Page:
Having decided what I wanted to do, it was time to put myself to work. Let my beard grow, get a nice tie, shave my beard down to a Hitler mustache and voilá. The transformation was done. Then it was just a matter of getting a nice venue, the RWCMD’s Dora Stoutzker Hall, and start recording. It took me a couple of weeks to be able to memorize the speech, as well as practicing it in front of a mirror, to make sure I’d get the facial and body expressions just about right. It is one of the most powerful speeches ever, so I wanted to make sure I could pass on that feeling. Fortunately, I could say that hard work pays off, as I am honest to say that I was quite pleased with the result – even though it took me about 15 attempts to film it!

And then: the performance. I must admit: it went better than I expected! The performance space was quite small, which has its ups and downs – especially when playing drums. One of the most important sounds of the whole kit was the resonance of the bass drum, which can be too much sound in a small space. Fortunately, I was able to dampen it enough so that this wouldn’t happen, achieving a nice volume between the live instruments. However, this wouldn’t have been possible without the help of Dan, who, sitting at the mixing desk, was able to make everything actually sound like an ensemble, instead of me just bashing around on the drums, whilst there was a projection of me attempting a speech going on on the wall!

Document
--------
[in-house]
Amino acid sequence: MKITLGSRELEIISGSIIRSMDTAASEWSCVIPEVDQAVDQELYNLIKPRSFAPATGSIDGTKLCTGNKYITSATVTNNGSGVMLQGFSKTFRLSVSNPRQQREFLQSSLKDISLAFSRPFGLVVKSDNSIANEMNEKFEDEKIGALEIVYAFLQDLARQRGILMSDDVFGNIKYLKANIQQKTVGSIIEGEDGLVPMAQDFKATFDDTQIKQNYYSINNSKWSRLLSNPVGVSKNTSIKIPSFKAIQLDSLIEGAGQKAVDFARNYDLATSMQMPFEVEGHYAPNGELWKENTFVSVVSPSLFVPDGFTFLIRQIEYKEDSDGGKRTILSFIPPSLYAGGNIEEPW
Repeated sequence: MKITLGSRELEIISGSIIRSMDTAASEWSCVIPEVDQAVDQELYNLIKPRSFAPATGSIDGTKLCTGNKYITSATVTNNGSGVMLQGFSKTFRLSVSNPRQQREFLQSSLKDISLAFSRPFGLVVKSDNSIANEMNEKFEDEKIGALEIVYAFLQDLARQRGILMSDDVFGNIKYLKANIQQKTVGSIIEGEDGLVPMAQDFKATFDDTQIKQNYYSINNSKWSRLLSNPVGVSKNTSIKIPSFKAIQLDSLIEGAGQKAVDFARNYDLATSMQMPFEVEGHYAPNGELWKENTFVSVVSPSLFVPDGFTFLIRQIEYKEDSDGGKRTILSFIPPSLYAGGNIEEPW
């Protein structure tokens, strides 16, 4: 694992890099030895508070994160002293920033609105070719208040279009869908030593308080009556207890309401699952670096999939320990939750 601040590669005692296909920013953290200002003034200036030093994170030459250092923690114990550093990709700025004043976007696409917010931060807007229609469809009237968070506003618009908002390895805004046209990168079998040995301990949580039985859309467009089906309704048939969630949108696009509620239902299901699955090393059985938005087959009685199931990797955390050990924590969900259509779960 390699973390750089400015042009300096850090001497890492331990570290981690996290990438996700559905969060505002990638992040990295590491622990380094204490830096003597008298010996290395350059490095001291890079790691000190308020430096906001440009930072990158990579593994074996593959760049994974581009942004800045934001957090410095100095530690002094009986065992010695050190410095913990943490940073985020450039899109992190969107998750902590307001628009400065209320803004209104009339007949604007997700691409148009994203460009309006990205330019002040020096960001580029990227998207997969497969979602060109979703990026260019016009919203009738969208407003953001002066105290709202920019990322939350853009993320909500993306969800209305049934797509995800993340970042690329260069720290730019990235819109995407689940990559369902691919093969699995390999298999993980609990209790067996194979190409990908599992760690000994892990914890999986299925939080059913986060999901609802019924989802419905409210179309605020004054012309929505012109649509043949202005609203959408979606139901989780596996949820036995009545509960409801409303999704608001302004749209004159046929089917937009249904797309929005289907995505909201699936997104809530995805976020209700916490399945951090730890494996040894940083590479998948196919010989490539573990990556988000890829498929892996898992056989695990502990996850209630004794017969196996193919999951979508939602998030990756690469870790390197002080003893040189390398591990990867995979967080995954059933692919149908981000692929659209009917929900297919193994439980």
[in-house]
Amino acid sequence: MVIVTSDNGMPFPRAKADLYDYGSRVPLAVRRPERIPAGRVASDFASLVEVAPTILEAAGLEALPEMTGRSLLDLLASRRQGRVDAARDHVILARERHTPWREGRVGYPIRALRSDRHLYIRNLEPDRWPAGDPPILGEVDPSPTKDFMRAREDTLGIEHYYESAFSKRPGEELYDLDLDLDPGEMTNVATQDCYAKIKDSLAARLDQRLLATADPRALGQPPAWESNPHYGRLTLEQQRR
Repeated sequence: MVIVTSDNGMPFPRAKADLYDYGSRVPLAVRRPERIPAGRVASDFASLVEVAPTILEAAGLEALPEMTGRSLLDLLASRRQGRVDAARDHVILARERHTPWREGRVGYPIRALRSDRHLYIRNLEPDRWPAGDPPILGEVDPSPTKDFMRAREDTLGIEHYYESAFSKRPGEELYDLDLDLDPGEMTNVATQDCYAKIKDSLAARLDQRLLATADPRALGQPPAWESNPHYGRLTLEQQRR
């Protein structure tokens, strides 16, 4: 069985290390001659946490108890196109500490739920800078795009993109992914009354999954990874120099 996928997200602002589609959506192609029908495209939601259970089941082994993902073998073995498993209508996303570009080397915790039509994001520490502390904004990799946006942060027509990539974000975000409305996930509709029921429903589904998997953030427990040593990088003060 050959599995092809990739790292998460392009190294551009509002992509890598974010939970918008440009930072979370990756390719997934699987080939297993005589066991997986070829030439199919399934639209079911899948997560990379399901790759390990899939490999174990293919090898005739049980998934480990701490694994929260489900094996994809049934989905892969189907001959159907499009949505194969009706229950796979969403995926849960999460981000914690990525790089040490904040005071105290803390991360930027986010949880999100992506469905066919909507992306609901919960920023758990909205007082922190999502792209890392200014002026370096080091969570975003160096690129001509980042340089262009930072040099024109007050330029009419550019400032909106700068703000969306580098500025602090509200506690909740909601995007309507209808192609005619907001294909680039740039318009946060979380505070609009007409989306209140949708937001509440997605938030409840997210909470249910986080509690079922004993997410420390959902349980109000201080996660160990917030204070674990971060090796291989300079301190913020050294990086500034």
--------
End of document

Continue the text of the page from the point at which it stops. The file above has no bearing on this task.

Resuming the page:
The next Curate concert #WineGlass is on 9th December – to book tickets click here.